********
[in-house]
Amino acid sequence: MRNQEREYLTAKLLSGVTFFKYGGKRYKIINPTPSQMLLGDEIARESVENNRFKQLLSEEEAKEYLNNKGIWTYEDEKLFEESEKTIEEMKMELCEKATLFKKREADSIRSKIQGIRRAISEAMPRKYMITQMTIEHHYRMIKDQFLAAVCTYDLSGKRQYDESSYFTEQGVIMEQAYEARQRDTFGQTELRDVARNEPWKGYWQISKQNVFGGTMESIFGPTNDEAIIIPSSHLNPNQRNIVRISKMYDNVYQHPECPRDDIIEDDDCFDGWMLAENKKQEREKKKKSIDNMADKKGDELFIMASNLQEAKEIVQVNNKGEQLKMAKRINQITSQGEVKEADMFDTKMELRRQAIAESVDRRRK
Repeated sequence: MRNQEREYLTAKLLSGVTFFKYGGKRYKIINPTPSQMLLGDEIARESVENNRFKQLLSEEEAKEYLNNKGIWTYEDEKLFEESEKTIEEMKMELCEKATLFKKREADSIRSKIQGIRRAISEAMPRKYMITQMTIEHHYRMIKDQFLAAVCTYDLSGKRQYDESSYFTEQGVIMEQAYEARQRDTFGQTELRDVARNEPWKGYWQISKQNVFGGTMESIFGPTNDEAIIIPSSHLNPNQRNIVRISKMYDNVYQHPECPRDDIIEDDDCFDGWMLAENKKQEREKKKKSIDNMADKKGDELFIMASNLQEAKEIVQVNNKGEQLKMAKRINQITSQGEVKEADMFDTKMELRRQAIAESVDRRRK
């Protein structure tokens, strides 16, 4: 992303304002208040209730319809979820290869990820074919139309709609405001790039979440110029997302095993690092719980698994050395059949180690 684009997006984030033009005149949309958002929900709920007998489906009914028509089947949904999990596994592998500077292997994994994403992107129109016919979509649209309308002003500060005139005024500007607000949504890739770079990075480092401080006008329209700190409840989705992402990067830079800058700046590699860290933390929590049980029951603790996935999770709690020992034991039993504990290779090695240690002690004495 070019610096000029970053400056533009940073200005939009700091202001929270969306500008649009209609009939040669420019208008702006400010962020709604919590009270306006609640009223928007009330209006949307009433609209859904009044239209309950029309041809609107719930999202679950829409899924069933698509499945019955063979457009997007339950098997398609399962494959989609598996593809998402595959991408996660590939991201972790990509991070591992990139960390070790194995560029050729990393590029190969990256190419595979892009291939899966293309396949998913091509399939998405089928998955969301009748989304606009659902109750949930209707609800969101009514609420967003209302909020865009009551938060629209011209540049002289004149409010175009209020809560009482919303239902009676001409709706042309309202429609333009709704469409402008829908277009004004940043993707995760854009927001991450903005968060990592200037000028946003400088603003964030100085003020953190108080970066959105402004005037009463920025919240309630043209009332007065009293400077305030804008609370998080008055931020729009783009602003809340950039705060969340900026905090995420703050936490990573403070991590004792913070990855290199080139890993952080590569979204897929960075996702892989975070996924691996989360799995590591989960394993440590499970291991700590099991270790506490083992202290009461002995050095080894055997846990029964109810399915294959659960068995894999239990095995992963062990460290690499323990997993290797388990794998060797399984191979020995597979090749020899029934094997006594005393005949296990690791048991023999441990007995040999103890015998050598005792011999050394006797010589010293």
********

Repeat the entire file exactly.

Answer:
[in-house]
Amino acid sequence: MRNQEREYLTAKLLSGVTFFKYGGKRYKIINPTPSQMLLGDEIARESVENNRFKQLLSEEEAKEYLNNKGIWTYEDEKLFEESEKTIEEMKMELCEKATLFKKREADSIRSKIQGIRRAISEAMPRKYMITQMTIEHHYRMIKDQFLAAVCTYDLSGKRQYDESSYFTEQGVIMEQAYEARQRDTFGQTELRDVARNEPWKGYWQISKQNVFGGTMESIFGPTNDEAIIIPSSHLNPNQRNIVRISKMYDNVYQHPECPRDDIIEDDDCFDGWMLAENKKQEREKKKKSIDNMADKKGDELFIMASNLQEAKEIVQVNNKGEQLKMAKRINQITSQGEVKEADMFDTKMELRRQAIAESVDRRRK
Repeated sequence: MRNQEREYLTAKLLSGVTFFKYGGKRYKIINPTPSQMLLGDEIARESVENNRFKQLLSEEEAKEYLNNKGIWTYEDEKLFEESEKTIEEMKMELCEKATLFKKREADSIRSKIQGIRRAISEAMPRKYMITQMTIEHHYRMIKDQFLAAVCTYDLSGKRQYDESSYFTEQGVIMEQAYEARQRDTFGQTELRDVARNEPWKGYWQISKQNVFGGTMESIFGPTNDEAIIIPSSHLNPNQRNIVRISKMYDNVYQHPECPRDDIIEDDDCFDGWMLAENKKQEREKKKKSIDNMADKKGDELFIMASNLQEAKEIVQVNNKGEQLKMAKRINQITSQGEVKEADMFDTKMELRRQAIAESVDRRRK
């Protein structure tokens, strides 16, 4: 992303304002208040209730319809979820290869990820074919139309709609405001790039979440110029997302095993690092719980698994050395059949180690 684009997006984030033009005149949309958002929900709920007998489906009914028509089947949904999990596994592998500077292997994994994403992107129109016919979509649209309308002003500060005139005024500007607000949504890739770079990075480092401080006008329209700190409840989705992402990067830079800058700046590699860290933390929590049980029951603790996935999770709690020992034991039993504990290779090695240690002690004495 070019610096000029970053400056533009940073200005939009700091202001929270969306500008649009209609009939040669420019208008702006400010962020709604919590009270306006609640009223928007009330209006949307009433609209859904009044239209309950029309041809609107719930999202679950829409899924069933698509499945019955063979457009997007339950098997398609399962494959989609598996593809998402595959991408996660590939991201972790990509991070591992990139960390070790194995560029050729990393590029190969990256190419595979892009291939899966293309396949998913091509399939998405089928998955969301009748989304606009659902109750949930209707609800969101009514609420967003209302909020865009009551938060629209011209540049002289004149409010175009209020809560009482919303239902009676001409709706042309309202429609333009709704469409402008829908277009004004940043993707995760854009927001991450903005968060990592200037000028946003400088603003964030100085003020953190108080970066959105402004005037009463920025919240309630043209009332007065009293400077305030804008609370998080008055931020729009783009602003809340950039705060969340900026905090995420703050936490990573403070991590004792913070990855290199080139890993952080590569979204897929960075996702892989975070996924691996989360799995590591989960394993440590499970291991700590099991270790506490083992202290009461002995050095080894055997846990029964109810399915294959659960068995894999239990095995992963062990460290690499323990997993290797388990794998060797399984191979020995597979090749020899029934094997006594005393005949296990690791048991023999441990007995040999103890015998050598005792011999050394006797010589010293």